For improved window snapping, you can skip the built-in functionality and upgrade it by downloading FancyZones. The lightweight app is part of the Microsoft PowerToys pack, so you can scoop up not just enhanced window snapping but tons of additional upgrades too.

If you’d like to check out another free option, do take a peek at AquaSnap.

Anti-Malware: Malwarebytes

Along with disk cleanup, anti-virus is an area where Windows has grown exponentially over the years, from having nothing but third-party solutions to fill in the void to Windows Defender doing a solid job.

But there’s always room for improvement, and Malwarebytes is a fantastic program to run alongside Windows Defender or another antivirus solution. It offers a well-rounded anti-malware experience with a particularly strong showing in the anti-Possibly Unwanted Programs (PUPs) department. We give it high marks all around, especially in the malware/PUP removal department.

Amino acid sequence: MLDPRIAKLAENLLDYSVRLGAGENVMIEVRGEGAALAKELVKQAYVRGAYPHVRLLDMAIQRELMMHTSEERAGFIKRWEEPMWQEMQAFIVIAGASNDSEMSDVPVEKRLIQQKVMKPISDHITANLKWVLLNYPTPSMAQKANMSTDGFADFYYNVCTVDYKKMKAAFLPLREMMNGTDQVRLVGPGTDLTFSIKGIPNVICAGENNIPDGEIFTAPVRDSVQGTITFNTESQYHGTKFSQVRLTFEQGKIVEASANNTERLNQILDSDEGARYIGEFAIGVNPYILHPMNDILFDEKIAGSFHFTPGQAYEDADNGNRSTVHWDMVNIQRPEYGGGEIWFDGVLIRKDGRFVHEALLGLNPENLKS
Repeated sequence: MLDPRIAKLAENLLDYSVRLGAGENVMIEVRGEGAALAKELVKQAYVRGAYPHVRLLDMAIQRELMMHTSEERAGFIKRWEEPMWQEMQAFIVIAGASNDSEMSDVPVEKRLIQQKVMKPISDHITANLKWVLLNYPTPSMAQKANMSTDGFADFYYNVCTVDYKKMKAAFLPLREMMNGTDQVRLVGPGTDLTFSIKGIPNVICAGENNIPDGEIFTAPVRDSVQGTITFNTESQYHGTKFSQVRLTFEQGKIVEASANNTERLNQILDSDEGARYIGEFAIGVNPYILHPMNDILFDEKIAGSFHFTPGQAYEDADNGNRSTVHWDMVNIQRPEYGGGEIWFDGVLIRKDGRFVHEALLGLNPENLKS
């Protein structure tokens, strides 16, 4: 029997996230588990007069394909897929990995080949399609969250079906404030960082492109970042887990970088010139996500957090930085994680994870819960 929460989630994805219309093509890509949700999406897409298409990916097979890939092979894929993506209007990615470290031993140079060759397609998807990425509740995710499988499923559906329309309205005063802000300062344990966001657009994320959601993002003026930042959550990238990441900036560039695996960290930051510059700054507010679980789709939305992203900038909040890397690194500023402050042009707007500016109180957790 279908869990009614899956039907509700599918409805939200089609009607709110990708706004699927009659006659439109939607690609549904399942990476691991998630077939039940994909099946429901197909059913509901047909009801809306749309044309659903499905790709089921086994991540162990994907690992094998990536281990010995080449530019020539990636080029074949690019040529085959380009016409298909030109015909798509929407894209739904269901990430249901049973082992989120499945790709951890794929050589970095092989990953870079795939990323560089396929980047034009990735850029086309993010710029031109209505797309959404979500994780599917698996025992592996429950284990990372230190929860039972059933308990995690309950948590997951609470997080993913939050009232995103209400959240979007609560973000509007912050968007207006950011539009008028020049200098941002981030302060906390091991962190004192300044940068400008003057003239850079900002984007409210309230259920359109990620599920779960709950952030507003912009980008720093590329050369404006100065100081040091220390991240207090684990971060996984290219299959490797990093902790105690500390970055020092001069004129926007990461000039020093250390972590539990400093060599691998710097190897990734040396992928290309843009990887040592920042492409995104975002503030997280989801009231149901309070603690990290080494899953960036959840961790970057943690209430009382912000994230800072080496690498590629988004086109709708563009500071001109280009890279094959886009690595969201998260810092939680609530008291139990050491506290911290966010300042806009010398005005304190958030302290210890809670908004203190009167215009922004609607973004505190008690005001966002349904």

Remote Desktop: Team Viewer

Windows’ baked-in remote desktop function isn’t terrible, and millions of people use it daily in personal and, especially, corporate settings.

But if you’re not dealing strictly with knowledgeable users, deploying a remote desktop can be a bit of a hassle. If you’re a regular How-To Geek reader, there is a very good chance you’re the go-to tech support person in your circle of friends and family.

That means you spend a lot of time troubleshooting, a lot of time fielding calls, and when you need to remote desktop into somebody’s PC to figure out what exactly they’re describing—“The files are in the computer!”—then the last thing you want to do is try and walk them through setting up a remote desktop.

This is where Team Viewer really shines. It’s easy to use on your own PC, it’s easy to use on your mom’s PC, and if it isn’t already installed on your mom’s PC, then getting from not-installed to installed is trivial. If you’re a one-person tech support operation, you need it.